There’s silver in them thar hills!

January 16, 2010

It’s been a surprisingly long day, and I’m buggered, so it’ll be a short one plus a bunch of photos.

About three and a half hours drive took us up the Silver City highway to the Silver City itself, Broken Hill, the town that made BHP the behemoth that it is (Broken Hill Proprietary). The town sits astride a giant lode that is still being mined today, though it’s nearly out, and the place is defined around mining. Quite humourously all the street names are named things like Bromide, Argent, Chloride, Thalidomide†, and Calcite. The hotel we’re staying at is on Mica St. The streets themselves are made haphazardly and are the result of what must be the laziest roadbuilders in Australia. Instead of having a pipe go under a crossroad like everywhere else, they’ll just dip the street instead. There are dips everywhere. In one case the slope was just a bit too steep to build up, so instead of raising the road a bit, they just gave up. It’s a bit weird driving around here.

Now, from memory, wordpress doesn’t like image-heavy posts, but let’s see how we go. I’m not cogent enough to write a narrative at the moment, too knackered. Part of being knackered is also being a bit stressed out at doing 200km of unexpected unsealed road tomorrow. It could take two hours, it could take five.


Found this fridge mailbox on the way to Broken Hill. Bonus points for the Footrot Flats cartoon.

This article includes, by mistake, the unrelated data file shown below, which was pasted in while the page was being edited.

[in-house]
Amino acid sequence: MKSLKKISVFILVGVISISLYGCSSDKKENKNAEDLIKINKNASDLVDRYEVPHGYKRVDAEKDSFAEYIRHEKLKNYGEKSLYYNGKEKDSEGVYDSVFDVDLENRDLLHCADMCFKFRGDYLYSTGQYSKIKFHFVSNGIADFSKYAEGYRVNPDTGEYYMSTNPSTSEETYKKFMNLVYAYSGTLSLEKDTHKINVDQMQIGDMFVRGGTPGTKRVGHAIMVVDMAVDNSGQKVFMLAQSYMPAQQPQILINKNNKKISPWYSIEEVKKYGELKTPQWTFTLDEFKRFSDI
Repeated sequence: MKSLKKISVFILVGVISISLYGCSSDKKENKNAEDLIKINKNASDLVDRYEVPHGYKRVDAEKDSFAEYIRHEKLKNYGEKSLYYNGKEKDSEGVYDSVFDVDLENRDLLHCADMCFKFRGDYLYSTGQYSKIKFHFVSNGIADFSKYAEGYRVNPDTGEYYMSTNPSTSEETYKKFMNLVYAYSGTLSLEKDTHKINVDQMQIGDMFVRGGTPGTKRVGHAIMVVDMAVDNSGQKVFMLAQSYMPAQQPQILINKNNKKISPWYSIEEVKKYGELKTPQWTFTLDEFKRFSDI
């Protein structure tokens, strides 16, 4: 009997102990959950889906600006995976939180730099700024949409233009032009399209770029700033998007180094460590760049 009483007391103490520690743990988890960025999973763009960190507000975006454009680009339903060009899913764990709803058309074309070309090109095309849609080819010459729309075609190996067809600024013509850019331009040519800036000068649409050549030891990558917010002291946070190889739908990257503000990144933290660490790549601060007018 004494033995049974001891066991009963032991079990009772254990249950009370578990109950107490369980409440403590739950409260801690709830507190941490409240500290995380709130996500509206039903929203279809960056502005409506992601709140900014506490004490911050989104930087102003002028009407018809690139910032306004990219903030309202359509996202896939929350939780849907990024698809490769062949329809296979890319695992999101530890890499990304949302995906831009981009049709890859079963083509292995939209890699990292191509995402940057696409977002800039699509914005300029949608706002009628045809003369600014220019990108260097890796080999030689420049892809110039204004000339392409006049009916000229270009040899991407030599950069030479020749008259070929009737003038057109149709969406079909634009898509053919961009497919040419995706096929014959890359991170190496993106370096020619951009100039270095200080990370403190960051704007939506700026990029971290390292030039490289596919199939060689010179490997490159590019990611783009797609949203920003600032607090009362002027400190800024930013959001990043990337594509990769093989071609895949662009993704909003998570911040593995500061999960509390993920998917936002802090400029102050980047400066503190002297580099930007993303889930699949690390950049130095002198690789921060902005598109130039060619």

This is Bromide St, at one point one of the main roads of the city centre. But this far north they just gave up building it up the steep part of the hill rather than raise the road a bit. Note that the road starts again further up the hill.


I've never seen chimneys not made of brick or stone before. Corrugated iron? Really, fellas, try a bit harder.


The moneyshot. Like a slingshot, but with money. Pull the handle and the rubber band is released, shooting the parcel out along the wire. This was an old way of getting money to and from the back room


The guarantee for the car wash is missing an all-too-important hyphen.


Inside the Pro Hart gallery. The guy loved doing dragonflies. I can run with that. Yes, that dragonfly is on carpet.


One of the galleries had an exhibition of VCE student's stuff and most of it was pretty good. I fell in love with the abstract on the left and if I had money I would see if I could have bought it.


The christmas displays are still up, including this particularly Australian one.


Drove out to Silverton which isn't too far away. It proudly proclaims that it's not a ghost town yet as it still has a population of between 10 and 100. The world needs heros, Max.


Desert + Radio = Scary Christian Evangelism? On the side trip out to Silverton the landscape was reminding me of the drive through the Mojave Desert in the US. I put the radio on auto-search and it landed on a glassy-eyed christian evangelist station. The program was about stepping up your evangelism because 'what if your friends weren't converted and they died in a car accident tonight - they'd spend eternity in hell'. I actually find listening to these stations sort of amusing as you can pick out various different methods of autohypnosis.


The One


Finished off the day by driving to a local hilltop where there are a dozen or so sculptures of varying quality. A couple are great, most are meh. This is the piece I called “The One” because it’s the one that’s always going to be in photos and brochures. In the right time of year I would guess that the sun can be seen through the hole at sunset. We waited for sunset and were finally rewarded with one of the most gloriousless sunsets ever. Stunning lack of colour. The sun didn’t set so much as the horizon rose – a dust storm was inbound, and it was bloody windy too.

Time for bed now, tomorrow promises to be a Big Day.


† Okay, I lied about this one

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